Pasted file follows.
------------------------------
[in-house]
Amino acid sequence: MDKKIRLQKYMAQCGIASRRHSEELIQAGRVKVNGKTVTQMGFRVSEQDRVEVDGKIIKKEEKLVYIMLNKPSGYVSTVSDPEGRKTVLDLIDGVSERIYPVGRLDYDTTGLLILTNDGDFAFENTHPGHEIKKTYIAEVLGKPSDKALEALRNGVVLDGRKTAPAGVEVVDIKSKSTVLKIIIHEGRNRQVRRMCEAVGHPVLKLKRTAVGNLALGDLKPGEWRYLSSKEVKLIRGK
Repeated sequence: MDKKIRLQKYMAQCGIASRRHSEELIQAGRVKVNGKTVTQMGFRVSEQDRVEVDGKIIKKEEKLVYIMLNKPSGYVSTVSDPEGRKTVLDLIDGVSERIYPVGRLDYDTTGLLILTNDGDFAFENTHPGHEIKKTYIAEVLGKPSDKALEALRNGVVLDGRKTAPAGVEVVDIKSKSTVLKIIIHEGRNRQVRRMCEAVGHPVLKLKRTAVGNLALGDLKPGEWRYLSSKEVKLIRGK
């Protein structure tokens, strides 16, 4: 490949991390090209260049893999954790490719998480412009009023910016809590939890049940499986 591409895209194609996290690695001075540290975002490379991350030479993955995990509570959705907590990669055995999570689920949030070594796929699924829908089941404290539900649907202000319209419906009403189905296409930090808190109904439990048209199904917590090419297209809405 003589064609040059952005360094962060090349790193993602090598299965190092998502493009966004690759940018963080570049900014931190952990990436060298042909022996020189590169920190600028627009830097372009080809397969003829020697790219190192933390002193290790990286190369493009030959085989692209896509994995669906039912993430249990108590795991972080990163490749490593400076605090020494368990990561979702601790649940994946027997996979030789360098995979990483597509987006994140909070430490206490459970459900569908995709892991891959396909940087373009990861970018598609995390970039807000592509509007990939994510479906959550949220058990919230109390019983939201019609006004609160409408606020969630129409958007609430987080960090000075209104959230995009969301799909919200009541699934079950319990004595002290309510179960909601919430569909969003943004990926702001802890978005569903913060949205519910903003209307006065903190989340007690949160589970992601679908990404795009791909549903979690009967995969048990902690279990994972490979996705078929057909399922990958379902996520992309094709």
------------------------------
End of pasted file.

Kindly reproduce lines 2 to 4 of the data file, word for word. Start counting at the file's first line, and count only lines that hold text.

Amino acid sequence: MDKKIRLQKYMAQCGIASRRHSEELIQAGRVKVNGKTVTQMGFRVSEQDRVEVDGKIIKKEEKLVYIMLNKPSGYVSTVSDPEGRKTVLDLIDGVSERIYPVGRLDYDTTGLLILTNDGDFAFENTHPGHEIKKTYIAEVLGKPSDKALEALRNGVVLDGRKTAPAGVEVVDIKSKSTVLKIIIHEGRNRQVRRMCEAVGHPVLKLKRTAVGNLALGDLKPGEWRYLSSKEVKLIRGK
Repeated sequence: MDKKIRLQKYMAQCGIASRRHSEELIQAGRVKVNGKTVTQMGFRVSEQDRVEVDGKIIKKEEKLVYIMLNKPSGYVSTVSDPEGRKTVLDLIDGVSERIYPVGRLDYDTTGLLILTNDGDFAFENTHPGHEIKKTYIAEVLGKPSDKALEALRNGVVLDGRKTAPAGVEVVDIKSKSTVLKIIIHEGRNRQVRRMCEAVGHPVLKLKRTAVGNLALGDLKPGEWRYLSSKEVKLIRGK
């Protein structure tokens, strides 16, 4: 490949991390090209260049893999954790490719998480412009009023910016809590939890049940499986 591409895209194609996290690695001075540290975002490379991350030479993955995990509570959705907590990669055995999570689920949030070594796929699924829908089941404290539900649907202000319209419906009403189905296409930090808190109904439990048209199904917590090419297209809405 003589064609040059952005360094962060090349790193993602090598299965190092998502493009966004690759940018963080570049900014931190952990990436060298042909022996020189590169920190600028627009830097372009080809397969003829020697790219190192933390002193290790990286190369493009030959085989692209896509994995669906039912993430249990108590795991972080990163490749490593400076605090020494368990990561979702601790649940994946027997996979030789360098995979990483597509987006994140909070430490206490459970459900569908995709892991891959396909940087373009990861970018598609995390970039807000592509509007990939994510479906959550949220058990919230109390019983939201019609006004609160409408606020969630129409958007609430987080960090000075209104959230995009969301799909919200009541699934079950319990004595002290309510179960909601919430569909969003943004990926702001802890978005569903913060949205519910903003209307006065903190989340007690949160589970992601679908990404795009791909549903979690009967995969048990902690279990994972490979996705078929057909399922990958379902996520992309094709």